Costa Rica

Costa Rica is characterized by its civil tradition and democracy. It is not exaggerated to describe it as an oasis of peace since the Costa Rican is kind, hospitable and proud of his freedom.

Four cultures can be distinguished according to the Costa Rican way of being: that of the Central Valley, typical of peasant farmers; the one of the pampa Guanacaste and the afrocaribeña of the province of Limón.

Its origin is a mixture, where there is a contribution of the indigenous race (although in smaller proportion than in other Central American countries); one of the Spanish colonizers and the afrocaribeño contribution, from the previous century.

Costa Rica, one of the oldest democracies in America, is a free and independent republic. Its inhabitants enjoy full political stability, in which large and deep-rooted commitments to democratic freedom prevail. Peace is its primordial characteristic. The country has no army since it was abolished in the middle of this century. The civil guard is sufficient for the protection of its citizens. There is also a strong fight against drug trafficking as Costa Rica is a bridge and cellar for the shipment of drugs to North America and Europe.

Costa Rica was nominated in the 1980s for the Nobel Peace Prize. It was granted in 1987, to the then President of the Republic Oscar Arias Sánchez, which means a deserved recognition to the way of life of Costa Ricans.

From 1869, an educational system was established, obligatory and financed by the State, also has private institutions at all levels. The government allocates the necessary budgets for medical care and educational programs. Both services have achieved remarkable achievements. In the case of education, 93% of the population has reading and writing skills.

Life expectancy ranges from 72 to 75 years of age, an outstanding average in Latin America. The country has a high degree of development of medicine, especially preventive, for its urban and rural areas.
Costa Rica has reached a relatively high standard of living. It ranks fourth in the Human Development Index among the Ibero-American nations.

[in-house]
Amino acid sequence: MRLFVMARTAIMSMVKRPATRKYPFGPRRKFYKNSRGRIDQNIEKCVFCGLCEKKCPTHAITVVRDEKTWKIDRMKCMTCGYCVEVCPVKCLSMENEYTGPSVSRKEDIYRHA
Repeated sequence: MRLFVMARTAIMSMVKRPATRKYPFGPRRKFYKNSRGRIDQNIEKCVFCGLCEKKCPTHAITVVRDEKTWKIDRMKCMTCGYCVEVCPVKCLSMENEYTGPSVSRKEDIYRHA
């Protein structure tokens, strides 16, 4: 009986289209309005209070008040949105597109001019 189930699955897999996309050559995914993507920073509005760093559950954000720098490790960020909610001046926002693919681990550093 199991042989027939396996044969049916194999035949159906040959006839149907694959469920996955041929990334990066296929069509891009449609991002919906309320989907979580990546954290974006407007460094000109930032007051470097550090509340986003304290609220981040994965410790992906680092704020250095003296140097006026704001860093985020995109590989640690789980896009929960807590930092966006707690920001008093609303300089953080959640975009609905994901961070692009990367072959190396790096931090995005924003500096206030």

At present, the services sector, and tourism surpasses agriculture.

Ecotourism is extremely popular with international tourists who visit the extensive network of national parks and protected areas. Costa Rica was one of the pioneers in this type of tourism and the country is internationally recognized as one of the few that has true ecotourism destinations

In recent years several of the country's top travel service providers have been recognized internationally for their commitment to positive tourism for the planet.

Costa Rica has been included in the "Top 10 Ethical Destinations of the World in Development" lists for both 2011 and 2012. This is an annual ranking produced by "Ethical Traveler" magazine, which is based on a study of developing countries around the world to identify the best tourist destinations among this group of nations. The measurement uses categories such as environmental protection, social welfare, and human rights.

National Geographic magazine designated Corcovado National Park as the most biologically diverse site on the planet. The Guanacaste Conservation Area, La Amistad Park or Isla del Coco are lush places to visit in Costa Rica.

Another important region of natural beauty is the Caño Negro wetland which has almost 10,000 hectares protected where only alligators and storks have property rights.

In the center of the Pacific and the best-surfing tourist destination in the country, you can visit Chiclets Zipline and enjoy breathtaking views and paradisiacal sunsets.






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